Micromosaics glitter as fashion accessories / Handcrafted montages of glass add original flair to any situation

The Yomiuri Shimbun
Micromosaic pendants and brooches

Specks of glass have never looked so lovely as they do in micromosaics, an art form in which tiny pieces of glass are arranged in a small frame to create a painting-like effect. The brilliance of the multicolored glass adds a gorgeous splash to an outfit when the artwork is worn as a fashion accessory.

The decorative technique was developed in Italy and used on ceilings in churches and for decorating artifacts.

In the 18th century, micromosaic artists created replicas of famous paintings for display at a church in the Vatican.

The technique was also used to make buttons, brooches and various accessories depicting Roman landscapes and other scenery.

Micromosaic artwork became a popular souvenir.

“Glass has a different texture from that of precious metals and plastics,” said Masaaki Nakano, president of the Japan Micro Mosaic Association. “Each piece of glass is slightly different in shape, and the way its appearance changes when reflecting light is also attractive.”

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Glass pieces are laid inside the frame of a brooch with tweezers.

To make a pendant, for example, a wooden or metallic frame is created for the shape, and clay bond is applied within it. Then, the space is filled with glass pieces using tweezers. The glass is mainly about 1 to 3 millimeters in size.

Nakano said that the fun of the process of assembling small glass pieces into a finished product and the sense of accomplishment upon completion is similar to that felt when putting together a jigsaw puzzle.

Pendant motifs can range from birds and horses to matryoshka Russian nesting dolls, and the pictorial patterns vary depending on the way the glass is set.

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Glass sticks are cut into round shapes.

“One of the interesting things about micromosaic art is that, even with the same motif and combination of glass pieces, the result can be different depending on the individuality of the creator,” Nakano said.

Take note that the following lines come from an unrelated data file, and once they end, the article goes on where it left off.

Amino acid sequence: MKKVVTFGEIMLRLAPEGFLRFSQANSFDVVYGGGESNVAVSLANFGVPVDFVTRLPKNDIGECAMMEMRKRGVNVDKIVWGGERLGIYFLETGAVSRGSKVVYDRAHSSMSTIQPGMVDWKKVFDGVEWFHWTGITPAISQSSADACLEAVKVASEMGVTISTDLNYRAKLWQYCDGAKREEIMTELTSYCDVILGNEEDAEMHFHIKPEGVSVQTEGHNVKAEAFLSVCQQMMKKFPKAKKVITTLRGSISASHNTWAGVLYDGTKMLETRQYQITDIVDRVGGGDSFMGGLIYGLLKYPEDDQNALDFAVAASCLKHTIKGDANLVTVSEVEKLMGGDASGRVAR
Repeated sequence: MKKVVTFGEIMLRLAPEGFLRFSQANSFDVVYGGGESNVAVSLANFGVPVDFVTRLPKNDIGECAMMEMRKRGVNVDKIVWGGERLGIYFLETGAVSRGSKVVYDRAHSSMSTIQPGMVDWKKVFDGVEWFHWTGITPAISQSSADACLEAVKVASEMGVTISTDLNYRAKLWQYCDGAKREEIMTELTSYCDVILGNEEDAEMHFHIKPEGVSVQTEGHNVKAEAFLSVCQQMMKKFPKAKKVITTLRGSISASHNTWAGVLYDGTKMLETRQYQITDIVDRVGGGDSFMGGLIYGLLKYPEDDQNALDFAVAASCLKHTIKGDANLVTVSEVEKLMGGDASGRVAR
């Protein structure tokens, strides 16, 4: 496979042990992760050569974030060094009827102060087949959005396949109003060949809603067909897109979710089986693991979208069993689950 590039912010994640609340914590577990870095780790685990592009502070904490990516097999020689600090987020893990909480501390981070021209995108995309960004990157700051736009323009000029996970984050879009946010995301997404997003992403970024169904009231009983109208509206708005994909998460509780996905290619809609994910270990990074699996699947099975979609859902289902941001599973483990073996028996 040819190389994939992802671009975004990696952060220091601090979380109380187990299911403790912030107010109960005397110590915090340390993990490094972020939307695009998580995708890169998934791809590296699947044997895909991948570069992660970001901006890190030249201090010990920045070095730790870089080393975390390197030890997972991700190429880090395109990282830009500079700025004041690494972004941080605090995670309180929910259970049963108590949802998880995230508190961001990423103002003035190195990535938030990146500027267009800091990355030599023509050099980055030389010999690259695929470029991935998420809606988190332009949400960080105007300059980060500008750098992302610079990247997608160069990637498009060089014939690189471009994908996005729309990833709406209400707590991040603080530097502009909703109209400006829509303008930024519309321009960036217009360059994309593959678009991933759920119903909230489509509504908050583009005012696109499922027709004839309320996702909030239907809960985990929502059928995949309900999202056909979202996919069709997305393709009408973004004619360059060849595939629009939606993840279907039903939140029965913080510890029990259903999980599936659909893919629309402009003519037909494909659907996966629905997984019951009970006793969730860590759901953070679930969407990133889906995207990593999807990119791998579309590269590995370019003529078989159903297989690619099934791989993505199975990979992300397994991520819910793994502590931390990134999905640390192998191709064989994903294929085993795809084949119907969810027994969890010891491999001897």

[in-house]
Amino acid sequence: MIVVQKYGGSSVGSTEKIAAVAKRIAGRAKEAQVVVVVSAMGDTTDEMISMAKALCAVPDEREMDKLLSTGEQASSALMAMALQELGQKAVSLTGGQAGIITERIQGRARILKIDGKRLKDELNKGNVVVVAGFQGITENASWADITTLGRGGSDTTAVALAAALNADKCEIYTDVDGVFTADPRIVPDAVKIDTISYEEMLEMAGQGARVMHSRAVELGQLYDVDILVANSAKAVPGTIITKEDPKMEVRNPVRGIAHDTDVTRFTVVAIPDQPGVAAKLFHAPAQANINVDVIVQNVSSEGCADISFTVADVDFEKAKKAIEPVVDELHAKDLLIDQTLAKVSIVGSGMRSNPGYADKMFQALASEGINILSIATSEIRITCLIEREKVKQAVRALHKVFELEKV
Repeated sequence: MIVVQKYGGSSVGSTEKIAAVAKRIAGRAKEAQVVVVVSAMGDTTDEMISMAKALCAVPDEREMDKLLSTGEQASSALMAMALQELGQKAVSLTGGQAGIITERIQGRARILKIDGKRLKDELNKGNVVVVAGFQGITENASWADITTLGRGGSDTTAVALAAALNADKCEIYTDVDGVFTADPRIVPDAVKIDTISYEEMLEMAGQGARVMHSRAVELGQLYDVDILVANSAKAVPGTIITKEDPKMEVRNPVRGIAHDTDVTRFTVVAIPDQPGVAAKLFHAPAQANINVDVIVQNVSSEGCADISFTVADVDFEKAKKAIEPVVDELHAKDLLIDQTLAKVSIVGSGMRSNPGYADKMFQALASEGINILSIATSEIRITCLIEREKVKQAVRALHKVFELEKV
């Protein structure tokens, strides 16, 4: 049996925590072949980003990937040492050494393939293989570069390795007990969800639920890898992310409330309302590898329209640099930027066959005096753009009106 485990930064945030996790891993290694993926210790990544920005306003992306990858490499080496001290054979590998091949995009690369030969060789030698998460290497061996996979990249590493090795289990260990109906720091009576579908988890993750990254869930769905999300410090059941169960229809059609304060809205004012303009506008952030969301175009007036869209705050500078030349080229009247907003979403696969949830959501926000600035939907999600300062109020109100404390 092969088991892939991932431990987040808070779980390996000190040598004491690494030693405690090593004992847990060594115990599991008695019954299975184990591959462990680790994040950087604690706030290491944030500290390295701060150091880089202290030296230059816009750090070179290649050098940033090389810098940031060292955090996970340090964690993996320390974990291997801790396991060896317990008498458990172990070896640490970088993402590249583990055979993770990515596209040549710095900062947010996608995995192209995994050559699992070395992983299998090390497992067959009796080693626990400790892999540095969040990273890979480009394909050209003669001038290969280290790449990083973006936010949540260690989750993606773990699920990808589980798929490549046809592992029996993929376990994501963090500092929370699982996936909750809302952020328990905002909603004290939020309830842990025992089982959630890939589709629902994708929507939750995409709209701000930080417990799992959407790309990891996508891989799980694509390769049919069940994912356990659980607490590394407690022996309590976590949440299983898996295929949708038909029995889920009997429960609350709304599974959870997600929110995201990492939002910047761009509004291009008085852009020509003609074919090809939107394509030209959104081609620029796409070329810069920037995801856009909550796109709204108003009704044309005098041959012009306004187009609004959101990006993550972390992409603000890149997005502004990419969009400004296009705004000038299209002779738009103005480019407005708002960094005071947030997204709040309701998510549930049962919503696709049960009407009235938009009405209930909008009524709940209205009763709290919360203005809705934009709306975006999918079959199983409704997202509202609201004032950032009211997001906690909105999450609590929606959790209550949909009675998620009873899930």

Mosaics can also be made. One of Nakano’s works, which depicts the scene of a raid in “Chushingura,” a famous Japanese tale of vengeance, is a large work that took him almost six months to complete.

Parts for complex patterns, such as human faces and flowers, are made by combining different colored glass.

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A large work depicting the scene of a raid in “Chushingura”

First, different colors of glass rods or other raw materials are heated over a burner to the point of melting and then fused together. Next, the artist uses a spatula or trowel to arrange their shapes, before stretching them into sticks. After the glass has cooled, the sticks are cut into rounded shapes using a glass cutter. Voila, the glass pieces are ready.

Because special equipment and skills are required, Nakano recommends that beginners use ready-made materials. Glass sticks and glasswork kits are available on the association’s website (https://micromosaic.jp/).

“If you make an original, one-of-a-kind accessory, you’ll feel more attached to it,” Nakano said. “I hope you enjoy wearing your creation.”

The Yomiuri Shimbun
A glass rod is heated over a burner.

Elegant sash clips for kimono

Nakano’s family used to run a kimono shop, and he hit upon the idea of creating micromosaic accessories for the traditional garb. An obidome ornamental sash clip with a cat’s face motif adds an elegant charm to kimono style.

“Colorful micromosaic art looks great not only on Western clothes, but also with kimono,” Nakano said.